May 17, 2012


Three massages today – my limit – and I look forward to all of them. I still always look forward to my massages, in fact. At worst, when I'm tired, I have a mixed response of “how lovely this will be!” and “oh, I'm going to have to watch my body mechanics tonight!” I'm not a big alignment buff: not one of those people who thinks it matters all that much that your head be balanced on your spine and your shoulders over your hips, not so long as everything's moving and fluid and easy. But when you find yourself straining you know you're doing something wrong. There's always an easier way: a way to let gravity and bones do the work, to make a solid supported structure with your wrists, thumbs, and fingers, and load it with the weight of your body, or the weight of your client's.

There's a move I particularly love – with my client face up, I take hold of their nearest wrist and pull their arm straight up toward the ceiling with one hand, while with the other I reach under to the spineward edge of their shoulder blade. It opens up the whole shoulder assembly, so that I can work everything in that rich lode in between the spine and the shoulder blade. Once I've got the shoulder up, I can let their arm fall over across their chest (as if they had half-rolled away from me while saying the pledge of allegiance). The whole weight of their upper body is now resting on the hand I've got under the shoulder blade – plenty of force for anything I might want to do.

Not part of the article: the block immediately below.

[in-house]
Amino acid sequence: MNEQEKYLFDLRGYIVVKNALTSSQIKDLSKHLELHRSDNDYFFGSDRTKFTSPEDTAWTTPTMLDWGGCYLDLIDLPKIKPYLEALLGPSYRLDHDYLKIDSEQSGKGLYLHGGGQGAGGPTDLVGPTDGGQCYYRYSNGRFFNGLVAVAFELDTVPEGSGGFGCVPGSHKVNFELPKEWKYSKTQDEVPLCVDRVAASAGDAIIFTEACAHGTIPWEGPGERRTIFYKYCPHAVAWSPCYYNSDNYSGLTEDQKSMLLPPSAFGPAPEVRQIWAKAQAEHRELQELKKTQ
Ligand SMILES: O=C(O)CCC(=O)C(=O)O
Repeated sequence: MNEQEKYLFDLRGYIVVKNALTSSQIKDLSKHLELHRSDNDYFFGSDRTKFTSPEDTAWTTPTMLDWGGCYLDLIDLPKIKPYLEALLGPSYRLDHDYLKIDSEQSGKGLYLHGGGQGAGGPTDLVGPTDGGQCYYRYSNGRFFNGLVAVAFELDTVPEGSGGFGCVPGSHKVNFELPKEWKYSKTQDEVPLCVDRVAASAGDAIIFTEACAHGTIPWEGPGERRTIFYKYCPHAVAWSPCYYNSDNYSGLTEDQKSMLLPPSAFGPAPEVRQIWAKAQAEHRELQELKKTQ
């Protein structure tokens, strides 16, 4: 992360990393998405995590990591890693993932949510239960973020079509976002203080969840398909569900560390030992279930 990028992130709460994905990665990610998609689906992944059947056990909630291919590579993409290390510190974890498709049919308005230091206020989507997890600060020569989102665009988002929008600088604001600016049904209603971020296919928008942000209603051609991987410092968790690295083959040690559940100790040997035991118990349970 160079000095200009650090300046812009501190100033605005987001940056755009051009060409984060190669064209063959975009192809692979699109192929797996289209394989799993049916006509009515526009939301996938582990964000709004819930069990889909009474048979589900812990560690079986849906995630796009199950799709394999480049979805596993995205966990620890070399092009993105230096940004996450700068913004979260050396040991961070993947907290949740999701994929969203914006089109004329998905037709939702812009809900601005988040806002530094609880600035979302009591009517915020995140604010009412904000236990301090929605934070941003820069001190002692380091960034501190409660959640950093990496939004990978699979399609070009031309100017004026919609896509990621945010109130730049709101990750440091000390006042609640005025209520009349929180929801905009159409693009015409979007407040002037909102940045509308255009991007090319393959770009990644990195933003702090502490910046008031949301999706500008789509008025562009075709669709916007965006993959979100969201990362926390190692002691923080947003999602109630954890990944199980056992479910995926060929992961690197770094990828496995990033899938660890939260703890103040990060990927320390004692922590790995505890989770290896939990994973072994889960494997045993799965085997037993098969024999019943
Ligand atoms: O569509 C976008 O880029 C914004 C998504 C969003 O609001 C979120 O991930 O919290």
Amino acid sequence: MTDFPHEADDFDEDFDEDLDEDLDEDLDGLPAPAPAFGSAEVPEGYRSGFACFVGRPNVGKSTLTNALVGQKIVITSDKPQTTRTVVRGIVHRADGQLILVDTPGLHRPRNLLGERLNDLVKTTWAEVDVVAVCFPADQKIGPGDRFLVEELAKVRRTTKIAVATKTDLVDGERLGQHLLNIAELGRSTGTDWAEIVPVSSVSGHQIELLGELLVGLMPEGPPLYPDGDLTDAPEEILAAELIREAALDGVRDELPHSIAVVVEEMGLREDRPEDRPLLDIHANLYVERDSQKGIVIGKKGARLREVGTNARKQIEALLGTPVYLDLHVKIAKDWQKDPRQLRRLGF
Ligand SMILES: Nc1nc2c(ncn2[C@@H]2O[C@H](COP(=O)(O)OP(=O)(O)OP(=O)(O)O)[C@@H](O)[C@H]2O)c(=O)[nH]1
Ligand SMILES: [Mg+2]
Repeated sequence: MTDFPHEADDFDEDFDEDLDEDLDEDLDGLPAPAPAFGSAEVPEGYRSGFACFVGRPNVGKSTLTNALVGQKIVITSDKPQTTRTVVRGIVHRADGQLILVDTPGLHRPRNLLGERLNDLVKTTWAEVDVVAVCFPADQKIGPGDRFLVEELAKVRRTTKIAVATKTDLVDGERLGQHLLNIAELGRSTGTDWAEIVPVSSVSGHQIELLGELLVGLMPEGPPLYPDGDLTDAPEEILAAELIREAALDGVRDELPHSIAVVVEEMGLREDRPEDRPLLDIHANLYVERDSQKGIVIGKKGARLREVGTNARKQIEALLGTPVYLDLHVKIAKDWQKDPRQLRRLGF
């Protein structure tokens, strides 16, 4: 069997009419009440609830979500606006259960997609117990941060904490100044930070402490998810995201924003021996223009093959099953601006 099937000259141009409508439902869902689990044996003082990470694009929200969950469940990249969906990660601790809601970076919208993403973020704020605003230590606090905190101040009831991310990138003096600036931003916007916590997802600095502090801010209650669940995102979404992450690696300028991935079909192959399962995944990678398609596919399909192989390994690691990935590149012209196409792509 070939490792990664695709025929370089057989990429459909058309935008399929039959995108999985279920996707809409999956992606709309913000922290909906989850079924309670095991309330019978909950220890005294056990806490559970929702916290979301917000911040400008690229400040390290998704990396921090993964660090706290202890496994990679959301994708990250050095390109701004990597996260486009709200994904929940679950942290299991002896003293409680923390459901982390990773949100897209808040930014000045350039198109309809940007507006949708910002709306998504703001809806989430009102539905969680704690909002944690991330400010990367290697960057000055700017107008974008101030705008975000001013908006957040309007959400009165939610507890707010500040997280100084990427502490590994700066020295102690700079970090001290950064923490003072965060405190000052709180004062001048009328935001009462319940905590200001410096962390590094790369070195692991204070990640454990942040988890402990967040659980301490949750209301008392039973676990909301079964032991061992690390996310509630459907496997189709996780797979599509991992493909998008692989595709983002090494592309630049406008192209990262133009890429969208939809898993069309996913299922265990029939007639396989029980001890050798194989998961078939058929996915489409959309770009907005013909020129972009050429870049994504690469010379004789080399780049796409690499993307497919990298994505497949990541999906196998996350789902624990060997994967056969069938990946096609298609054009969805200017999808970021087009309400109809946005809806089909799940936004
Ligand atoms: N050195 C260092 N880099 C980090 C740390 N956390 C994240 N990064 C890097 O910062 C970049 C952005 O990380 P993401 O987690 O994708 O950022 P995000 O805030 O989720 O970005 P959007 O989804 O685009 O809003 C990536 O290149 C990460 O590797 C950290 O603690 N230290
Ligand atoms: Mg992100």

But if I tried to do this move while standing beside the table, carrying their weight with my back, I'd kill myself. The mechanics are all wrong. Instead I put a knee up on the table, rest my forearm on my thigh, and hold most of the weight with my wrist, which settles nicely into the hollow of their shoulder blade. After I've let their arm fall across the chest, I can then take their shoulder with my free hand and move it around wherever I want it. The weight-bearing forearm is exerting practically no force now: it's just rocking across my thigh. It's a lever, and my own considerable upper body is its counterweight. I can dig in with my fingers when I like, and relax them when I like. Once I got the knack of it, I found I could do this indefinitely and effortlessly. And clients love it. Pressure that comes up, I've found, feels much different from pressure coming down. It's unexpected, and it feels less, well, overbearing. I do a fair amount of wedging my hands under the body, one way or another.